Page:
You have no idea. We we were rushing the film for Sundance because of the timelines and we were grateful to premiere there and have the film ready in time, but we had things that we wanted to change after the premiere, so we ended up while we were closing everything with Netflix, we had the opportunity to make some changes to the film. Over the course of March and April, we were making changes and then COVID started and we were just like, “Oh my goodness. We need to get this in the movie somehow.” We figured out how to pull off some changes, but this is one of those [where] with every passing week, there’s more and more news coming out. Just the news from yesterday that Facebook has confirmed that Russian groups are trying to manipulate the election on Facebook and Twitter today, using modified tactics from what they did four years ago, this story is going to constantly be happening. We have a business model that is incentivized for these things to continue and there’s a line in the movie that I really, really love that Roger McNamee says, [where] he says, “Russia didn’t hack Facebook, they used Facebook.” We’re seeing that happen again right now in this election.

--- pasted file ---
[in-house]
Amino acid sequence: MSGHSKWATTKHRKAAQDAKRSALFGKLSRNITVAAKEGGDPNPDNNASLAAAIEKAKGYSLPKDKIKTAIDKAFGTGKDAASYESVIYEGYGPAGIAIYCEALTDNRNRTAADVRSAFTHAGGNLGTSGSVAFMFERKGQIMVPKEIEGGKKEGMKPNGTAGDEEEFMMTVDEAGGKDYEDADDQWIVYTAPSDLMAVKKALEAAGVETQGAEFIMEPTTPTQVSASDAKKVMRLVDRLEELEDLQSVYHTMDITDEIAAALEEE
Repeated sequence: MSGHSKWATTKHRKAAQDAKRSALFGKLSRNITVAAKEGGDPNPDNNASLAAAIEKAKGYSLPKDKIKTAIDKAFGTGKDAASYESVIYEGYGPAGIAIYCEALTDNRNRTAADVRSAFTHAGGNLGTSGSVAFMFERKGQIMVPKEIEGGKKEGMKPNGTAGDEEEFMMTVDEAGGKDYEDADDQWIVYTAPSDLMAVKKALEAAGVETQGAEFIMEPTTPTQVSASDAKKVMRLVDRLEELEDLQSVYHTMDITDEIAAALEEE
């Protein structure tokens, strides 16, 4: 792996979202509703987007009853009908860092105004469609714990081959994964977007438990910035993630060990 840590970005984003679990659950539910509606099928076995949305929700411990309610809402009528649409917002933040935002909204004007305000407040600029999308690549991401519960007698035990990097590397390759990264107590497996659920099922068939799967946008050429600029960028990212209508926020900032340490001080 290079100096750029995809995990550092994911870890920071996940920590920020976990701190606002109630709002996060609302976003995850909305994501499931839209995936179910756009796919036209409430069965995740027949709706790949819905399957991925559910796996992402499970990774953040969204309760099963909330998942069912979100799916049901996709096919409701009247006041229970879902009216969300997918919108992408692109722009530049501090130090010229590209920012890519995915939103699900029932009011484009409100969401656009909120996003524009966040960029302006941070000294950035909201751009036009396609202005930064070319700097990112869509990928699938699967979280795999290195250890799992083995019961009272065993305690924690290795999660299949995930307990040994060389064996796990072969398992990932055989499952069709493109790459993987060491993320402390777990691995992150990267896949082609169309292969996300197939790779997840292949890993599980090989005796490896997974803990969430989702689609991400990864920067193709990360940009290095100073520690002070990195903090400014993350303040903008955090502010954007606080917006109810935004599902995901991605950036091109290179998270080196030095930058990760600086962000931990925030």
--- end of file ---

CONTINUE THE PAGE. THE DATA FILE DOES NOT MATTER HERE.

It’s terrifying, but is it exciting to get this film out there right now?
I’m so excited because really I feel like this is the issue underlying so many of our other issues. In my mind, it’s the reason why our society feels this way right now — the political polarization and the turmoil — so much of it in my mind ties back to the way humans are getting information. Their perspective of the world is through these platforms and we’ve moved away from a shared reality to, as Roger says, “Basically 2.7 billion ‘Truman Shows’ going on right now.” Each of us is in our own little filtered view of the world and we’re not being given stuff that we ever asked Facebook or Twitter to give us. We’re given stuff that these platforms have figured out will get us to come back and spend more time on them. That’s the challenge. It seems so innocent at first. You see one post from somebody and think, “What’s the big deal?” But when that continues over a decade of constantly being optimized just for you, it’s having these downstream consequences that we’re just now realizing at a societal level.